Section 1204 creates an Orwellian styled ‘Office of Public Benefit’ in USDOT to administer all of these new federal toll road responsibilities and regulations.

The purpose of the new office is to “protect the public interest” in any new PPP toll project on any federal-aid highways. It would review and approve all toll rate schedules. This assumes that all state and local governments are incompetent and incapable of protecting the public interest (editor – we can think of a number which this is true, but then we’re not sure the feds always do a better job.)

The so-called federal Office of Public Benefit would consider impacts on interstate commerce, “provision of operational improvements and transit service sufficient to accommodate travel diverted from the facility due to the collection of the toll,” and “provision of measures to mitigate the impact of the toll on low-income travelers.”

The office would judge whether the use of a public-private partnership agreement “provides value compared with traditional public delivery methods.”

In addition, it would monitor compliance with the prohibition on noncompete agreements and the requirement that PPP agreements allow the government to buy back projects before the end of the agreement.

Utt writes: “Some experts on transportation PPPs believe that the enactment of these provisions would substantially deter the use of PPPs, thus severely limiting the volume of funds that the private sector would willingly invest in U.S. transportation projects. A PPP proposal usually takes several years of negotiation with a state DOT, and the engineering, economic analysis, legal review, and administrative costs required to bring the process to a final agreement are considerable.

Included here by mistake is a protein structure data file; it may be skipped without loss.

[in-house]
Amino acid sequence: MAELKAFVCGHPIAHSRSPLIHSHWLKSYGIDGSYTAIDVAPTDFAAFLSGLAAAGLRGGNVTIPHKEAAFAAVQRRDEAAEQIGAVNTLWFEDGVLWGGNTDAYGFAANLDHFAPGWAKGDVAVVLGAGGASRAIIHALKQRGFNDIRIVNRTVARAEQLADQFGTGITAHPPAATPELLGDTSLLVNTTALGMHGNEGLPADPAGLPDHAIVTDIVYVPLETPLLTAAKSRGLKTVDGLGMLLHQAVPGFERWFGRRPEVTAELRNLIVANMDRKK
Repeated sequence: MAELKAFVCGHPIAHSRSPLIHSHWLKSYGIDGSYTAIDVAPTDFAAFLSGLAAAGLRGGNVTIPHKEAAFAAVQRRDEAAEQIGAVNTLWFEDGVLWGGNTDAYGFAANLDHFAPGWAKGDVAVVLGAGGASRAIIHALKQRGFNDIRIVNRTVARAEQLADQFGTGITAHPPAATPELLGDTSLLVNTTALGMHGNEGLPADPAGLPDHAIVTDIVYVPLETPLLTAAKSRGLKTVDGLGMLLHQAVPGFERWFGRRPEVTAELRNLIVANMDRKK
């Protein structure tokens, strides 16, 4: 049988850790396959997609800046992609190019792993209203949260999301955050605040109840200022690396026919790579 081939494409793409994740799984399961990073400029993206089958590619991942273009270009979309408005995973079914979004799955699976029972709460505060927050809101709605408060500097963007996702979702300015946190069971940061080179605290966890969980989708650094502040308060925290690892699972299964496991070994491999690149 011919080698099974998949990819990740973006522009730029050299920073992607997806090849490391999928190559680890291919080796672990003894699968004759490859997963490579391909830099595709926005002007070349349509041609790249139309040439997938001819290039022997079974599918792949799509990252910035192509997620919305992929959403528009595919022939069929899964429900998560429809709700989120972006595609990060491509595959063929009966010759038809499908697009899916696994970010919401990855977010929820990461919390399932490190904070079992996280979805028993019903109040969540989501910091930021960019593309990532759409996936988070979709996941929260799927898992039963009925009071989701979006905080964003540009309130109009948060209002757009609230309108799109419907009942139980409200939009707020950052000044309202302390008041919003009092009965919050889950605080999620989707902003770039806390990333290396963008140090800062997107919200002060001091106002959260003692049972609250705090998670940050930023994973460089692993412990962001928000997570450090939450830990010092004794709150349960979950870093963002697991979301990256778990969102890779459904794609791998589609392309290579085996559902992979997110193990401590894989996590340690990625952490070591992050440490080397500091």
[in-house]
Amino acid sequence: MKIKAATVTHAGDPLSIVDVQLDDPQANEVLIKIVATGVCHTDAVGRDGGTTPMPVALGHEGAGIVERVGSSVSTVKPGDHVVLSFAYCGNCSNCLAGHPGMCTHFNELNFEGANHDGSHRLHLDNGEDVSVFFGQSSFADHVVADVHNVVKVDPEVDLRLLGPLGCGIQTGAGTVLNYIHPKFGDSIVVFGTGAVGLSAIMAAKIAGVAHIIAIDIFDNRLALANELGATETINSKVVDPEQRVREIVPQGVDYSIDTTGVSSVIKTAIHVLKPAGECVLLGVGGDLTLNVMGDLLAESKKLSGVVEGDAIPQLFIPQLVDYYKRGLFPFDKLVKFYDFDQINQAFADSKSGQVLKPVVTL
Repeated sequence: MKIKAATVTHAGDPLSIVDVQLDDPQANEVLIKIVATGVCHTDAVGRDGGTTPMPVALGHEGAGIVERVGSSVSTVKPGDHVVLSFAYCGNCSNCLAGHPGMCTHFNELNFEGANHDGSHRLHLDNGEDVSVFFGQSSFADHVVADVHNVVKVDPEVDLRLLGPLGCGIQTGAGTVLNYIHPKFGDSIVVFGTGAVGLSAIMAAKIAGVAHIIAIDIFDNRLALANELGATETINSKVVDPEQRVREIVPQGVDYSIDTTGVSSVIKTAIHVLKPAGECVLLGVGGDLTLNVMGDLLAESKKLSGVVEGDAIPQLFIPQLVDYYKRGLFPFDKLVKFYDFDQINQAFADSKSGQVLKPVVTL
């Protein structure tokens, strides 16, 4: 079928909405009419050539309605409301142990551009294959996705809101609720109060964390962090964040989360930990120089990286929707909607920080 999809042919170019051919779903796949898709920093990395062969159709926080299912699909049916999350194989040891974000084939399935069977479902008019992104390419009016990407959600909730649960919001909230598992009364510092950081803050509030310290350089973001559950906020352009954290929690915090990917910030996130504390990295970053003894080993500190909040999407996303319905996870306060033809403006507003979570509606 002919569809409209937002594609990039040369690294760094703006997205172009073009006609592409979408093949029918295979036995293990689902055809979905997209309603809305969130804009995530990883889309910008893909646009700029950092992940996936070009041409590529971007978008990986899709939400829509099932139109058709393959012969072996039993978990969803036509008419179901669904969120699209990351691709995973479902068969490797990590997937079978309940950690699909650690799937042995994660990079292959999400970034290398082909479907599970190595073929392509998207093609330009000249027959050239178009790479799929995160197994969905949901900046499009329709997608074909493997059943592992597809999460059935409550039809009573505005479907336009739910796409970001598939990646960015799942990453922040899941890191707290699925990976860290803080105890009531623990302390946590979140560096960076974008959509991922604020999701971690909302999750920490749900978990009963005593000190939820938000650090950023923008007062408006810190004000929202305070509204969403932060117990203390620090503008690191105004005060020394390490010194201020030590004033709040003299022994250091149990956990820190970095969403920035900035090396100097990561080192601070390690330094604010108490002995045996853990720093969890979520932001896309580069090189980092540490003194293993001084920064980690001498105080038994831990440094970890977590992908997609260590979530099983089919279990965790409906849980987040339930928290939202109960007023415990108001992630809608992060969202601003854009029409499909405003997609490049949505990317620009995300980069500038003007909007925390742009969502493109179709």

“Under STAA, new federal regulations would undermine the rights of the private-sector partner or investor and could subject the final agreement to substantial federal changes, increasing the risk that the project as finally approved (if approved) by the new Office of Public Benefit would not be economically viable. As a consequence, few PPPs would be initiated, and motorists would become even more dependent on the federal government and higher taxes to fund transportation investment.”

Text of STAA bill:


Utt’s analysis in full:


The Oberstar STAA bill has not moved because healthcare socialization and global warming legislation have been given higher priority by the congressional leadership. But it still forms the basis for a possible new legislative environment inhospitable to tolling and P3s. (CORRECTION: The STAA bill has no number. Earlier we had it as HB44, but it seems we misinterpreted a computer file number 44 for the bill number. Appreciate the emails that corrected us – editor)

Full text of Dec 3 USDOT Notice of TIFIA changes and Dec 31 deadline:


also see: see http://tifia.fhwa.dot.gov/

TOLLROADSnews 2009-12-16 SMALL REVISIONS 12-17 12:00